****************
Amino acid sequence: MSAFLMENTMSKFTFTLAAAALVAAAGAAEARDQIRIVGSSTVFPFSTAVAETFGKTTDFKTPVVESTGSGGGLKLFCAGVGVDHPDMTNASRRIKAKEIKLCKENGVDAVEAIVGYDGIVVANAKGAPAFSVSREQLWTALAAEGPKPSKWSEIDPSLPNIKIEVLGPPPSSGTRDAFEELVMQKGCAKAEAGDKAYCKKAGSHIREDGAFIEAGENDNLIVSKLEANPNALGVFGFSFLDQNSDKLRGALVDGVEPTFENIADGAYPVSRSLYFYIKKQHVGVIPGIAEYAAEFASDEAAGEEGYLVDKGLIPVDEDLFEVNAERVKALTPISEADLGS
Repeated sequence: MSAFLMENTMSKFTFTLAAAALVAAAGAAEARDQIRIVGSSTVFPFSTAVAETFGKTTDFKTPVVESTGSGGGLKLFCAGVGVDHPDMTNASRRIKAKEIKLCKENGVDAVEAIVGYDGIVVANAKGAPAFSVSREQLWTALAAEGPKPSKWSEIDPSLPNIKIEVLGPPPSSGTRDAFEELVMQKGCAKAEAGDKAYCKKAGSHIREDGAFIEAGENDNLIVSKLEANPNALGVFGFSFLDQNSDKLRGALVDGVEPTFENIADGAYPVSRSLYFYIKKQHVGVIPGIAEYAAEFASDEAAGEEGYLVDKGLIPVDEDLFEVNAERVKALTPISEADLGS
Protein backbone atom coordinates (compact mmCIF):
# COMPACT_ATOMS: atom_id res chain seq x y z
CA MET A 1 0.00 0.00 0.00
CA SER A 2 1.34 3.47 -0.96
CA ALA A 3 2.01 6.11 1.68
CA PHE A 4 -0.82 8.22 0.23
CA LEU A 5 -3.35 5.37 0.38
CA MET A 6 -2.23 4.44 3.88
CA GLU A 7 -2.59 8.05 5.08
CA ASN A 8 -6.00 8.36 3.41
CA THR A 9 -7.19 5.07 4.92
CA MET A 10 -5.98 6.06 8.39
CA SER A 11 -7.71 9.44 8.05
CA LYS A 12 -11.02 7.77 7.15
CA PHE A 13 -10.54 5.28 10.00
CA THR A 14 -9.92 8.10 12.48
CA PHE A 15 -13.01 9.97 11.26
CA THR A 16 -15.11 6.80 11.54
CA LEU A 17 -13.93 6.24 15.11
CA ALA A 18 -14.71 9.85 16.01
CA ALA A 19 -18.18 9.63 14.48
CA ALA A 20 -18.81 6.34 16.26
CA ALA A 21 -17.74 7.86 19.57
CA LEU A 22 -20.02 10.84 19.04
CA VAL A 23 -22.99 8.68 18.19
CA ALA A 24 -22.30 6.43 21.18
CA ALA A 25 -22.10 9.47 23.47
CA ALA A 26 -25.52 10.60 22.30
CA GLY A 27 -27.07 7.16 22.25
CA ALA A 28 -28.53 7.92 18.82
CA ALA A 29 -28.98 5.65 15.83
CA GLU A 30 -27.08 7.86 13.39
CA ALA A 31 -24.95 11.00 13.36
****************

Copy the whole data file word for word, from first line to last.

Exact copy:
Amino acid sequence: MSAFLMENTMSKFTFTLAAAALVAAAGAAEARDQIRIVGSSTVFPFSTAVAETFGKTTDFKTPVVESTGSGGGLKLFCAGVGVDHPDMTNASRRIKAKEIKLCKENGVDAVEAIVGYDGIVVANAKGAPAFSVSREQLWTALAAEGPKPSKWSEIDPSLPNIKIEVLGPPPSSGTRDAFEELVMQKGCAKAEAGDKAYCKKAGSHIREDGAFIEAGENDNLIVSKLEANPNALGVFGFSFLDQNSDKLRGALVDGVEPTFENIADGAYPVSRSLYFYIKKQHVGVIPGIAEYAAEFASDEAAGEEGYLVDKGLIPVDEDLFEVNAERVKALTPISEADLGS
Repeated sequence: MSAFLMENTMSKFTFTLAAAALVAAAGAAEARDQIRIVGSSTVFPFSTAVAETFGKTTDFKTPVVESTGSGGGLKLFCAGVGVDHPDMTNASRRIKAKEIKLCKENGVDAVEAIVGYDGIVVANAKGAPAFSVSREQLWTALAAEGPKPSKWSEIDPSLPNIKIEVLGPPPSSGTRDAFEELVMQKGCAKAEAGDKAYCKKAGSHIREDGAFIEAGENDNLIVSKLEANPNALGVFGFSFLDQNSDKLRGALVDGVEPTFENIADGAYPVSRSLYFYIKKQHVGVIPGIAEYAAEFASDEAAGEEGYLVDKGLIPVDEDLFEVNAERVKALTPISEADLGS
Protein backbone atom coordinates (compact mmCIF):
# COMPACT_ATOMS: atom_id res chain seq x y z
CA MET A 1 0.00 0.00 0.00
CA SER A 2 1.34 3.47 -0.96
CA ALA A 3 2.01 6.11 1.68
CA PHE A 4 -0.82 8.22 0.23
CA LEU A 5 -3.35 5.37 0.38
CA MET A 6 -2.23 4.44 3.88
CA GLU A 7 -2.59 8.05 5.08
CA ASN A 8 -6.00 8.36 3.41
CA THR A 9 -7.19 5.07 4.92
CA MET A 10 -5.98 6.06 8.39
CA SER A 11 -7.71 9.44 8.05
CA LYS A 12 -11.02 7.77 7.15
CA PHE A 13 -10.54 5.28 10.00
CA THR A 14 -9.92 8.10 12.48
CA PHE A 15 -13.01 9.97 11.26
CA THR A 16 -15.11 6.80 11.54
CA LEU A 17 -13.93 6.24 15.11
CA ALA A 18 -14.71 9.85 16.01
CA ALA A 19 -18.18 9.63 14.48
CA ALA A 20 -18.81 6.34 16.26
CA ALA A 21 -17.74 7.86 19.57
CA LEU A 22 -20.02 10.84 19.04
CA VAL A 23 -22.99 8.68 18.19
CA ALA A 24 -22.30 6.43 21.18
CA ALA A 25 -22.10 9.47 23.47
CA ALA A 26 -25.52 10.60 22.30
CA GLY A 27 -27.07 7.16 22.25
CA ALA A 28 -28.53 7.92 18.82
CA ALA A 29 -28.98 5.65 15.83
CA GLU A 30 -27.08 7.86 13.39
CA ALA A 31 -24.95 11.00 13.36